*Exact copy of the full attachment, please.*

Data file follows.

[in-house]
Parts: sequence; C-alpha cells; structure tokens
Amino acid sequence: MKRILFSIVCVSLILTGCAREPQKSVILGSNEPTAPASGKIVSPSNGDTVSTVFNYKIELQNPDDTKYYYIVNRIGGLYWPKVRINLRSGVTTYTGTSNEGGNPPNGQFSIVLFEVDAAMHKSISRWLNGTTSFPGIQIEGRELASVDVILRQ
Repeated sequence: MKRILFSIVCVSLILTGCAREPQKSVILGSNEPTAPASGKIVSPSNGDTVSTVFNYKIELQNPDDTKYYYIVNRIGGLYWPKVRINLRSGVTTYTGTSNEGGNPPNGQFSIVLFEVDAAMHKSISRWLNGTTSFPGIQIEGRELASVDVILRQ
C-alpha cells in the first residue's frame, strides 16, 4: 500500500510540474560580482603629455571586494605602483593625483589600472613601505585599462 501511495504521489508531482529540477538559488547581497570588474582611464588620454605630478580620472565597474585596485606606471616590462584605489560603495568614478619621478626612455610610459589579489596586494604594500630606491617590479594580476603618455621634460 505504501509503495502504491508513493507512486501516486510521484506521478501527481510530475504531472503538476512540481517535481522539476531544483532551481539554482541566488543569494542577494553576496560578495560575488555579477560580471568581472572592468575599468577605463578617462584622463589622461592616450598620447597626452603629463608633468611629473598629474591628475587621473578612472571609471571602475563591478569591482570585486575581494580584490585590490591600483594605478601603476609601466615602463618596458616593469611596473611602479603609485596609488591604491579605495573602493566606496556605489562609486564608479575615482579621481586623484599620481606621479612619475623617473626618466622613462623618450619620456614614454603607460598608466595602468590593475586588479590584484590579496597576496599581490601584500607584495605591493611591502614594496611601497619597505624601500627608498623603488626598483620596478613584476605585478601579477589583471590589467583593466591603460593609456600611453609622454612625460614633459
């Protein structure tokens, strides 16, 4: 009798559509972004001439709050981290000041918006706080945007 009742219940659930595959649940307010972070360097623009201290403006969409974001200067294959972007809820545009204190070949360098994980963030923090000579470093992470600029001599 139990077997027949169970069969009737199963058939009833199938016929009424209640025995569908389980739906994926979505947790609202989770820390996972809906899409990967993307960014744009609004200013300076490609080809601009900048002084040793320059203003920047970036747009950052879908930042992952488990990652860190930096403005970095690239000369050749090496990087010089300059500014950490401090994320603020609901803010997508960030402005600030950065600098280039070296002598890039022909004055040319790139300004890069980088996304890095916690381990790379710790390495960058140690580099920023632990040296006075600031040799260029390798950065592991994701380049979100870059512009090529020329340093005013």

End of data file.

[in-house]
Parts: sequence; C-alpha cells; structure tokens
Amino acid sequence: MKRILFSIVCVSLILTGCAREPQKSVILGSNEPTAPASGKIVSPSNGDTVSTVFNYKIELQNPDDTKYYYIVNRIGGLYWPKVRINLRSGVTTYTGTSNEGGNPPNGQFSIVLFEVDAAMHKSISRWLNGTTSFPGIQIEGRELASVDVILRQ
Repeated sequence: MKRILFSIVCVSLILTGCAREPQKSVILGSNEPTAPASGKIVSPSNGDTVSTVFNYKIELQNPDDTKYYYIVNRIGGLYWPKVRINLRSGVTTYTGTSNEGGNPPNGQFSIVLFEVDAAMHKSISRWLNGTTSFPGIQIEGRELASVDVILRQ
C-alpha cells in the first residue's frame, strides 16, 4: 500500500510540474560580482603629455571586494605602483593625483589600472613601505585599462 501511495504521489508531482529540477538559488547581497570588474582611464588620454605630478580620472565597474585596485606606471616590462584605489560603495568614478619621478626612455610610459589579489596586494604594500630606491617590479594580476603618455621634460 505504501509503495502504491508513493507512486501516486510521484506521478501527481510530475504531472503538476512540481517535481522539476531544483532551481539554482541566488543569494542577494553576496560578495560575488555579477560580471568581472572592468575599468577605463578617462584622463589622461592616450598620447597626452603629463608633468611629473598629474591628475587621473578612472571609471571602475563591478569591482570585486575581494580584490585590490591600483594605478601603476609601466615602463618596458616593469611596473611602479603609485596609488591604491579605495573602493566606496556605489562609486564608479575615482579621481586623484599620481606621479612619475623617473626618466622613462623618450619620456614614454603607460598608466595602468590593475586588479590584484590579496597576496599581490601584500607584495605591493611591502614594496611601497619597505624601500627608498623603488626598483620596478613584476605585478601579477589583471590589467583593466591603460593609456600611453609622454612625460614633459
């Protein structure tokens, strides 16, 4: 009798559509972004001439709050981290000041918006706080945007 009742219940659930595959649940307010972070360097623009201290403006969409974001200067294959972007809820545009204190070949360098994980963030923090000579470093992470600029001599 139990077997027949169970069969009737199963058939009833199938016929009424209640025995569908389980739906994926979505947790609202989770820390996972809906899409990967993307960014744009609004200013300076490609080809601009900048002084040793320059203003920047970036747009950052879908930042992952488990990652860190930096403005970095690239000369050749090496990087010089300059500014950490401090994320603020609901803010997508960030402005600030950065600098280039070296002598890039022909004055040319790139300004890069980088996304890095916690381990790379710790390495960058140690580099920023632990040296006075600031040799260029390798950065592991994701380049979100870059512009090529020329340093005013």